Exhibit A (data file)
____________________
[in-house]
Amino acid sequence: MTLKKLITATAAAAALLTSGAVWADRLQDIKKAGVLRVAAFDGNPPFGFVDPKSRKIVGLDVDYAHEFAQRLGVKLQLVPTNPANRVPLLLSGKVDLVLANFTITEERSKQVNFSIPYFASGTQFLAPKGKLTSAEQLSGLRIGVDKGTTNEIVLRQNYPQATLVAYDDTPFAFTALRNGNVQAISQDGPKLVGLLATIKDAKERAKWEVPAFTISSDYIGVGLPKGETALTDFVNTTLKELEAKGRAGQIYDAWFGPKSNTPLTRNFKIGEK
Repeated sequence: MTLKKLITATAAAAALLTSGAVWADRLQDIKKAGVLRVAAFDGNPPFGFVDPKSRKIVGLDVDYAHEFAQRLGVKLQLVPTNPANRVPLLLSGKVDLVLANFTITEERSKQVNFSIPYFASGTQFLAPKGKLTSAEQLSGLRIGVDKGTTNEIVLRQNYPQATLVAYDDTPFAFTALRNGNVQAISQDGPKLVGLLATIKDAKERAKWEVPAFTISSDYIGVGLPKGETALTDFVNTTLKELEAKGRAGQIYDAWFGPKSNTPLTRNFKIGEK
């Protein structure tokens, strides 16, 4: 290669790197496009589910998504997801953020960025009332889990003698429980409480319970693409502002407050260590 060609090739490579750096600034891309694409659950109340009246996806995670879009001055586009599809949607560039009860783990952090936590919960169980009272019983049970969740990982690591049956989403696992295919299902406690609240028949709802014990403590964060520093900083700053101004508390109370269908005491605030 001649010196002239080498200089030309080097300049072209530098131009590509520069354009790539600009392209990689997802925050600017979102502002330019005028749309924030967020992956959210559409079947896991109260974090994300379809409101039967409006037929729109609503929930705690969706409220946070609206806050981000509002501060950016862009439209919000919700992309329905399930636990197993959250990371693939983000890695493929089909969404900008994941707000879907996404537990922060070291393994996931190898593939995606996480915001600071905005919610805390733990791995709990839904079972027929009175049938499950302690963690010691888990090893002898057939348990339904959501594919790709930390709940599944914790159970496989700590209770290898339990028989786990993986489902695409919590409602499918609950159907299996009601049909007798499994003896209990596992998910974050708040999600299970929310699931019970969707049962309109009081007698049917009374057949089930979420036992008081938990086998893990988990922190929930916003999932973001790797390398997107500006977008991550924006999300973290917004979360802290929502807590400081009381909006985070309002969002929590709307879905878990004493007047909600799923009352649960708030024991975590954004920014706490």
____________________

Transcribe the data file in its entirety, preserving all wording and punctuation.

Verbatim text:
[in-house]
Amino acid sequence: MTLKKLITATAAAAALLTSGAVWADRLQDIKKAGVLRVAAFDGNPPFGFVDPKSRKIVGLDVDYAHEFAQRLGVKLQLVPTNPANRVPLLLSGKVDLVLANFTITEERSKQVNFSIPYFASGTQFLAPKGKLTSAEQLSGLRIGVDKGTTNEIVLRQNYPQATLVAYDDTPFAFTALRNGNVQAISQDGPKLVGLLATIKDAKERAKWEVPAFTISSDYIGVGLPKGETALTDFVNTTLKELEAKGRAGQIYDAWFGPKSNTPLTRNFKIGEK
Repeated sequence: MTLKKLITATAAAAALLTSGAVWADRLQDIKKAGVLRVAAFDGNPPFGFVDPKSRKIVGLDVDYAHEFAQRLGVKLQLVPTNPANRVPLLLSGKVDLVLANFTITEERSKQVNFSIPYFASGTQFLAPKGKLTSAEQLSGLRIGVDKGTTNEIVLRQNYPQATLVAYDDTPFAFTALRNGNVQAISQDGPKLVGLLATIKDAKERAKWEVPAFTISSDYIGVGLPKGETALTDFVNTTLKELEAKGRAGQIYDAWFGPKSNTPLTRNFKIGEK
């Protein structure tokens, strides 16, 4: 290669790197496009589910998504997801953020960025009332889990003698429980409480319970693409502002407050260590 060609090739490579750096600034891309694409659950109340009246996806995670879009001055586009599809949607560039009860783990952090936590919960169980009272019983049970969740990982690591049956989403696992295919299902406690609240028949709802014990403590964060520093900083700053101004508390109370269908005491605030 001649010196002239080498200089030309080097300049072209530098131009590509520069354009790539600009392209990689997802925050600017979102502002330019005028749309924030967020992956959210559409079947896991109260974090994300379809409101039967409006037929729109609503929930705690969706409220946070609206806050981000509002501060950016862009439209919000919700992309329905399930636990197993959250990371693939983000890695493929089909969404900008994941707000879907996404537990922060070291393994996931190898593939995606996480915001600071905005919610805390733990791995709990839904079972027929009175049938499950302690963690010691888990090893002898057939348990339904959501594919790709930390709940599944914790159970496989700590209770290898339990028989786990993986489902695409919590409602499918609950159907299996009601049909007798499994003896209990596992998910974050708040999600299970929310699931019970969707049962309109009081007698049917009374057949089930979420036992008081938990086998893990988990922190929930916003999932973001790797390398997107500006977008991550924006999300973290917004979360802290929502807590400081009381909006985070309002969002929590709307879905878990004493007047909600799923009352649960708030024991975590954004920014706490």